Stories from African’s Last Colony
“The ongoing Moroccan occupation of Western Sahara is one of the most egregious yet most underchallenged affronts to the international system in existence today.”Stephen Zunes
Western Sahara History is the backdrop to the Saharawis’ stories told here. It is a history of plight and of war—a compelling story that holds abandonment, unfulfilled promises and betrayal. It is a narrative of the pursuit of human dignity, justice, and equality. The Saharawis are a dignified people. Their stories are worth telling to the world, and this collection aims to give a glimpse into the unique stories within the collective Saharawi community. Each story carries with it residue from the war and the pursuit of independence left unrealized. The narratives are powerful, but many are without resolve. It is a privilege to know the Saharawis, to see their compassion, resilience, perseverance, and dignity, but it is nearly impossible to ignore the suffering along their journey. These snapshots of life must be understood in the context of their undertaking as a people.
It is a joy to introduce the Saharawis—their world, their homes, and their lives.
My name is Selemhe. As a nomadic woman, I learned at a young age how to ride and care for camels. Camels were a very important part of our existence. We used them for transportation, for carrying our supplies, and for traveling from place to place. We even used them in battle. It is a skill to ride a camel, to train it, to break it, and to make it useful and obedient. For me, this was more than a necessity—it was something I really enjoyed. After the Moroccan invasion, I fled with my family to the refugee camps. In the refugee camps, riding camels became an occasional exercise instead of part of our nomadic tradition. We only have the chance to ride them during national anniversaries or cultural exhibitions. I used to race them! Now I seldom ride them. I remember riding through the trees and grassy places of my homeland. I felt free.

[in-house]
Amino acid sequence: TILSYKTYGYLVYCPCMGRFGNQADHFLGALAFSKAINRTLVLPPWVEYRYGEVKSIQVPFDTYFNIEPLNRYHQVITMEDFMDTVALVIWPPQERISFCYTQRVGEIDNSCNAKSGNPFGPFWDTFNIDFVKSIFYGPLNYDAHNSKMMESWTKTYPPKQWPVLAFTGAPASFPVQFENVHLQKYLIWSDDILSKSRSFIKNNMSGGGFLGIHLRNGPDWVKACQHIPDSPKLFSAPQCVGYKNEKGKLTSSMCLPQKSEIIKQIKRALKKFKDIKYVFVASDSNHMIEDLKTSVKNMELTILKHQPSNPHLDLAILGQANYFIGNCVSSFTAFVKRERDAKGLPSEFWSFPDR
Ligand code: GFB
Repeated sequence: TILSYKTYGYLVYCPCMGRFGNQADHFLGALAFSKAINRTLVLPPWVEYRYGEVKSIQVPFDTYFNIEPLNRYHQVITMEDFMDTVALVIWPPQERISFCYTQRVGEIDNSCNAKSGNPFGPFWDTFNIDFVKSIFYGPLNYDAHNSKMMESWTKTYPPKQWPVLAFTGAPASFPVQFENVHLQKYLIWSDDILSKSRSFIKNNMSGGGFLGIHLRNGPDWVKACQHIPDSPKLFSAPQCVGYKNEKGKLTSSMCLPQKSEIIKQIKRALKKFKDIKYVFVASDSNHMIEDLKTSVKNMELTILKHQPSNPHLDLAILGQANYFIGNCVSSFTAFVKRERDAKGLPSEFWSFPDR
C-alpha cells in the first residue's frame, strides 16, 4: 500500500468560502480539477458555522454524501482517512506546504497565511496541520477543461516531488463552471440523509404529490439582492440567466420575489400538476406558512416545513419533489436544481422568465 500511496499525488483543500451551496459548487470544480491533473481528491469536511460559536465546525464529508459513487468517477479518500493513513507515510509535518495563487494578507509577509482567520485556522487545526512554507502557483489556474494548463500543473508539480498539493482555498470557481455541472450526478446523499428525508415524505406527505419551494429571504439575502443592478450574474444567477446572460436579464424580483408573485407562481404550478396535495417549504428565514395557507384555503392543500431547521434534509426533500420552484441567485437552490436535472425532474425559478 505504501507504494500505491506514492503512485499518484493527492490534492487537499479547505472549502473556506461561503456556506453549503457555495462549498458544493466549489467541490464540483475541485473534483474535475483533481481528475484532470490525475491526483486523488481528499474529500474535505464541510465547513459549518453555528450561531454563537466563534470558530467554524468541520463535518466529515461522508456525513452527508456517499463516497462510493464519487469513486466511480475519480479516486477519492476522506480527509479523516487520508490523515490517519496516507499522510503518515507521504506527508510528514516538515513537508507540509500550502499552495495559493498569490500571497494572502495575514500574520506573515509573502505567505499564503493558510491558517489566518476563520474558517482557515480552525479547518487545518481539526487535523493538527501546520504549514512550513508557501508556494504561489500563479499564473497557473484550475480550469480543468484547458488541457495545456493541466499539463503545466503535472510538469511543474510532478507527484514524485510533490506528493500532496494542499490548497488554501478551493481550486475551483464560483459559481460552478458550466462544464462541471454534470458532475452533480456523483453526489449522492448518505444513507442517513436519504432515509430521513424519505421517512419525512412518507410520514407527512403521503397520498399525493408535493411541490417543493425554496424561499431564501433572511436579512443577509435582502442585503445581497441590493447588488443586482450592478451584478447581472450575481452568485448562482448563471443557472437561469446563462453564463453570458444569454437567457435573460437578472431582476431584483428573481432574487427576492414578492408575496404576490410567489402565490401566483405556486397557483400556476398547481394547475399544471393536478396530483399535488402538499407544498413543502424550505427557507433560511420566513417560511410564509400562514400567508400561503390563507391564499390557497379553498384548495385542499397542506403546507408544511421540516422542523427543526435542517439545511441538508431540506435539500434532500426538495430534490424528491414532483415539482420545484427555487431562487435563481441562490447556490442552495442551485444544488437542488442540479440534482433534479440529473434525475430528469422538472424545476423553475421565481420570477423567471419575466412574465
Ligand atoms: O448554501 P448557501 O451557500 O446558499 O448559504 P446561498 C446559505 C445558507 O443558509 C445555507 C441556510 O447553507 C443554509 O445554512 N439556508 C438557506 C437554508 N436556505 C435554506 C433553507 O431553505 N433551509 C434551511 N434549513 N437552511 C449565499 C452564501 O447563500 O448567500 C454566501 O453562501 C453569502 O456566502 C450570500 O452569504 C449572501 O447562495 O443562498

I’m getting older and older and my kids are trying to convince me that riding camels is not safe for me anymore. But I am not easily discouraged. This is part of who I am. None of my children know how to ride camels because life in the camps is transforming our heritage, especially after forty years. I’m saddened to see important aspects of our culture slowly fading. I desire to share the experience of riding camels with my children, to see if they like it. My last wish is to once again ride my camel in a free Western Sahara.
My name is Talib, and I am an agriculturalist. I actually had started studying medicine, but by an unfortunate event, or shall I say a fortunate opportunity, I had visa problems. After submitting my application, my visa was denied, and the only scholarship option was for agricultural studies. I was still holding on to the hope of switching back to medicine, but I soon realized that I enjoyed agriculture and saw its many potential benefits. I eventually finished my master’s, and in the early 2000s, I started working on agricultural projects in the camps.